The standard established for total disability by the Social Security Administration (SSA) is quite strict. An individual typically has to be incapable of engaging in any sort of gainful employment. In other words, a white-collar professional acclimated to a six-figure salary won’t necessarily qualify for benefits if an injury forces them to take a job at a fast food restaurant.
Provided that someone can work at all, they may not qualify for disability benefits. Many people who apply for Social Security Disability Insurance (SSDI) benefits eventually learn that they do not meet the high standard for total disability.
There are some special rules that can help people in unique circumstances qualify for benefits when others would not. As a blue-collar worker, you have used your body to support yourself and your family. Provided that you have done your job for at least 35 years, you could potentially qualify for benefits under the worn-out worker rule. This rule applies to physical laborers who have only a marginal education.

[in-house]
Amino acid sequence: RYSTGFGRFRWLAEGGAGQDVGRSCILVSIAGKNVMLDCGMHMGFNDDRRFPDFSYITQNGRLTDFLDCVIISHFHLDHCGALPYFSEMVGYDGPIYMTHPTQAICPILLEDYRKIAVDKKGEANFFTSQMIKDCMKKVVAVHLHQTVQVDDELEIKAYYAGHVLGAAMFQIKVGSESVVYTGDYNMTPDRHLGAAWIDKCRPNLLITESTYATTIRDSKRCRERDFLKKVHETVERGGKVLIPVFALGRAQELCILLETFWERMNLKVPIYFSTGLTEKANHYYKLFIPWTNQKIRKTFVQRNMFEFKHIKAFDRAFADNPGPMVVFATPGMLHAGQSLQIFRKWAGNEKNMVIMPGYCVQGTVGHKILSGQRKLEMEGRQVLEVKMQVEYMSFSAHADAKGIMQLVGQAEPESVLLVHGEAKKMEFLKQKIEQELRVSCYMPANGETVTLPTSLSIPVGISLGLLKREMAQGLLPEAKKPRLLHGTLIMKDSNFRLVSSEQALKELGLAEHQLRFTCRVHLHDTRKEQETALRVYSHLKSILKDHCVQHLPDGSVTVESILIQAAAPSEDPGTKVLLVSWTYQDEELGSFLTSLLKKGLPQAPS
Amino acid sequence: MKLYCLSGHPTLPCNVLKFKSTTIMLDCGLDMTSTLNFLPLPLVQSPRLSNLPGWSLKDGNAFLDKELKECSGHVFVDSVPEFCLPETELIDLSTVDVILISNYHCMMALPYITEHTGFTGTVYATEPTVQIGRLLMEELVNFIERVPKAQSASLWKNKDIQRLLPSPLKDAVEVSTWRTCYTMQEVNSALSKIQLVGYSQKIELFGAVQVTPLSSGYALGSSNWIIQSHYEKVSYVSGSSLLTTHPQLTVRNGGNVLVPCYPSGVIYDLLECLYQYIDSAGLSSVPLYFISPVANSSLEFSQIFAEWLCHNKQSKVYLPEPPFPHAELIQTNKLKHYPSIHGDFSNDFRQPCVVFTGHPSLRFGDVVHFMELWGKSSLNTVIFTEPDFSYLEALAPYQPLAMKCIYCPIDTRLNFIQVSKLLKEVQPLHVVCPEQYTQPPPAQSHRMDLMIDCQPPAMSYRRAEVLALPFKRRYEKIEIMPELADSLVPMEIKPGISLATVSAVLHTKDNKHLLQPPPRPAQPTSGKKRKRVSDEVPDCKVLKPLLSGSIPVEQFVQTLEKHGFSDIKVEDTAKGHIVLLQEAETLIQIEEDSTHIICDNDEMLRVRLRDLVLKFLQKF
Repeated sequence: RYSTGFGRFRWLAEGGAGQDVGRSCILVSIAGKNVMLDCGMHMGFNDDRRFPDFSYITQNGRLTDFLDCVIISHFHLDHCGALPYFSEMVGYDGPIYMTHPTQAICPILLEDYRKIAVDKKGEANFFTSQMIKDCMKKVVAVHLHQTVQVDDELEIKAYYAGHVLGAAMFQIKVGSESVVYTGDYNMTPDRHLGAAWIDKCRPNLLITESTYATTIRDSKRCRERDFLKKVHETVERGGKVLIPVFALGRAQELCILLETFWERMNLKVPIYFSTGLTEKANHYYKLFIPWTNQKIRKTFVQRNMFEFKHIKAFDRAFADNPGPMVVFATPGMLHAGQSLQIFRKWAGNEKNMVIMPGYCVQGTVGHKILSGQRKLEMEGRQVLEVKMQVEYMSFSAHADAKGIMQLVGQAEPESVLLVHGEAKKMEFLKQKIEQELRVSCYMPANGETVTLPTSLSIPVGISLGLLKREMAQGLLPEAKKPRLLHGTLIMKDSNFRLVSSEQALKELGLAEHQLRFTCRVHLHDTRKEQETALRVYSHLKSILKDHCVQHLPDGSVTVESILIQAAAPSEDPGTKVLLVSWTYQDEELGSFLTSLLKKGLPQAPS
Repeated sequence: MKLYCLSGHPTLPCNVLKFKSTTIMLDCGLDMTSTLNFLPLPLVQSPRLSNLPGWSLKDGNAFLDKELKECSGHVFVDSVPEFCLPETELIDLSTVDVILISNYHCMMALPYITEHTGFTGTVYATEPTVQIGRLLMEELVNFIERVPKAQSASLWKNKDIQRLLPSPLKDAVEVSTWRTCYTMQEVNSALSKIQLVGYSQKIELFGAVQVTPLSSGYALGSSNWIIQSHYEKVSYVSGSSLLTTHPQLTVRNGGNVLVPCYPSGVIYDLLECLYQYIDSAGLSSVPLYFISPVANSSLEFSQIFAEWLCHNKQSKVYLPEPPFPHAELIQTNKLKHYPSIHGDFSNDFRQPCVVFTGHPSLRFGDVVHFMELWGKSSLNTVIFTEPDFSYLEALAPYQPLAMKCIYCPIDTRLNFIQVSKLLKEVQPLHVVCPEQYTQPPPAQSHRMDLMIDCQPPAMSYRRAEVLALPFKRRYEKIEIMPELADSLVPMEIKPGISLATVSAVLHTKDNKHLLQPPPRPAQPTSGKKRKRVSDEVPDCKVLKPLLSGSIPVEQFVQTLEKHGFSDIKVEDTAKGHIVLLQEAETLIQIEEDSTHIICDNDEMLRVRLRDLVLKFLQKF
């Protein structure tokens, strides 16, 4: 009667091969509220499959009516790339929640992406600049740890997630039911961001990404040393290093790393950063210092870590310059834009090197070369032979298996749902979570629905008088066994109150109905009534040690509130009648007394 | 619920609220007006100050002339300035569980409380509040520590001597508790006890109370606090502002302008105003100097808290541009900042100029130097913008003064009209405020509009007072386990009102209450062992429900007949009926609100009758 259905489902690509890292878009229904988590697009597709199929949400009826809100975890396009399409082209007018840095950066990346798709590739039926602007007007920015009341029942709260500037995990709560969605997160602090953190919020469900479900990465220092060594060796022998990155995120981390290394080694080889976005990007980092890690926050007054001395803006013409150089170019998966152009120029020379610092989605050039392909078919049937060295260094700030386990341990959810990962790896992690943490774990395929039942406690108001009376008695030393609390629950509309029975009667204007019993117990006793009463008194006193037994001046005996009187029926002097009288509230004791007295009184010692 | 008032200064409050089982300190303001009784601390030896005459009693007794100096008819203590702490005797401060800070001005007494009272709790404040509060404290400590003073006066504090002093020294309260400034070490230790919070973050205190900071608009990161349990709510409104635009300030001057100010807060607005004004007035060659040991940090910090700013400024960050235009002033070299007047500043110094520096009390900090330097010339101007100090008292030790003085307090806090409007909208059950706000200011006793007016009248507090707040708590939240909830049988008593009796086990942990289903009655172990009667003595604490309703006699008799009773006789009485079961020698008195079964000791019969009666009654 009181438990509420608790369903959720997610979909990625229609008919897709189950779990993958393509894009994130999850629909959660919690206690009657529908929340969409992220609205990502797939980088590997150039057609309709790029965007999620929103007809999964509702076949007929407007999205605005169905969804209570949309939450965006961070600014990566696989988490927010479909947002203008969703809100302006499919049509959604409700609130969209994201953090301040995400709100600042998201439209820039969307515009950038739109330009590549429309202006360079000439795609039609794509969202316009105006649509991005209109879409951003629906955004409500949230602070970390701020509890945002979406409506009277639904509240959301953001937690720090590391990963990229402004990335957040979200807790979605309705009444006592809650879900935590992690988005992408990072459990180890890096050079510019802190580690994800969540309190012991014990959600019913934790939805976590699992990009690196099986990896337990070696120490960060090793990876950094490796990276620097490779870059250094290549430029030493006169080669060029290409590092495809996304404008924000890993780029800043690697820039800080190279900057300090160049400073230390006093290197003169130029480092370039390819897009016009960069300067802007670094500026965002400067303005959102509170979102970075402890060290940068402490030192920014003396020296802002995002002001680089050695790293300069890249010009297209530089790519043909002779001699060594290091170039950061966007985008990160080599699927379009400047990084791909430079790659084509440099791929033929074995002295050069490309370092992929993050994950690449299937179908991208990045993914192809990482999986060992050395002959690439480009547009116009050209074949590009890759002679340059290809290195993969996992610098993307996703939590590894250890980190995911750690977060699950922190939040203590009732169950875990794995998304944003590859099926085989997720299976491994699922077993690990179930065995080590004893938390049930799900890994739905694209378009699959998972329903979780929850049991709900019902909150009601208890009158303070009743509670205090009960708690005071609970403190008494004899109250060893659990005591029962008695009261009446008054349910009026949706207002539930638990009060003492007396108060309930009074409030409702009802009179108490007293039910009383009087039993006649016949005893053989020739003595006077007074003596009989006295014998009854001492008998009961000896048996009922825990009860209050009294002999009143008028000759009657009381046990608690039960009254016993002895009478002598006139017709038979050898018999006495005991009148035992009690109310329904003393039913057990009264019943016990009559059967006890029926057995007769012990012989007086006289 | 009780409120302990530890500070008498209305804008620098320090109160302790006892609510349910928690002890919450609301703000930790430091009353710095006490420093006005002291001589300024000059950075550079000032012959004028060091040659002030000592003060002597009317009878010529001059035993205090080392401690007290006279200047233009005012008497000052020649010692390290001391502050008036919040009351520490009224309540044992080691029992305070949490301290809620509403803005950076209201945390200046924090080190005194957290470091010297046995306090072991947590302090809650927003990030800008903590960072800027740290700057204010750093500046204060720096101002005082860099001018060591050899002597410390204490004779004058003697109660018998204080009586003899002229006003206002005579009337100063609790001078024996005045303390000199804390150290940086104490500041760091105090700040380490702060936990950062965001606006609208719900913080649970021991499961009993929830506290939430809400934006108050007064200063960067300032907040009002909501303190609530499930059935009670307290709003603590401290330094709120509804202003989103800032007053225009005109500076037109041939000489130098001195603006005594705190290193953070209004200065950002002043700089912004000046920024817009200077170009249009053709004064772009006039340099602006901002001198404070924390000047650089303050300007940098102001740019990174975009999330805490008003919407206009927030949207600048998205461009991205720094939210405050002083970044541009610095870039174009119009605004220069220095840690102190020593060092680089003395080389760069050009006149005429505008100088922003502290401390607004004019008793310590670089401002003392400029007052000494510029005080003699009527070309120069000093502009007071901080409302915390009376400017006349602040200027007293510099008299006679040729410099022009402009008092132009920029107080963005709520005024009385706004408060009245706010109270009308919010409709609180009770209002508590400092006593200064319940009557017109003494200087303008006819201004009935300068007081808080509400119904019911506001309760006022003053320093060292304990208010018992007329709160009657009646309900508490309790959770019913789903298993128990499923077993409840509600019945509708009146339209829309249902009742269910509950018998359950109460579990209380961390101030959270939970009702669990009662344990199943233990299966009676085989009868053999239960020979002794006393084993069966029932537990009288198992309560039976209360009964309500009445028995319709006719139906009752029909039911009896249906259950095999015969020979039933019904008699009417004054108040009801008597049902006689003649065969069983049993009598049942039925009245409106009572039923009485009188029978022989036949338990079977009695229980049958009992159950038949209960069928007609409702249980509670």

What constitutes a marginal education?
It isn’t difficult to determine if you have worked in a manual labor position for long enough to qualify for benefits, but many workers struggle to evaluate their education. The common standard for a marginal education is that it is no more than a sixth-grade education. People who can read, write and do basic arithmetic may qualify as having only a marginal education.
Someone who dropped out of school early to go to work can potentially meet the standard. Those who have gone decades without any kind of education and who have lost what they may have learned could also potentially qualify as having a marginal education. A thorough evaluation on a case-by-case basis is typically necessary to see if someone could qualify for SSDI benefits under the worn-out worker rule.
Why qualifying is so important
If a blue-collar employee with only a marginal education has an injury that forces them to change professions and accept a minimum-wage job, they could potentially secure SSDI benefits. This different standard for benefits takes into consideration how much physical damage a blue-collar career can do to someone.
If you have spent years of your life performing heavy physical labor and can no longer do your job because of a medical condition, it may be worthwhile to explore all of your options. Learning more about the rules for SSDI benefits will help those concerned about their ability to support themselves following an injury.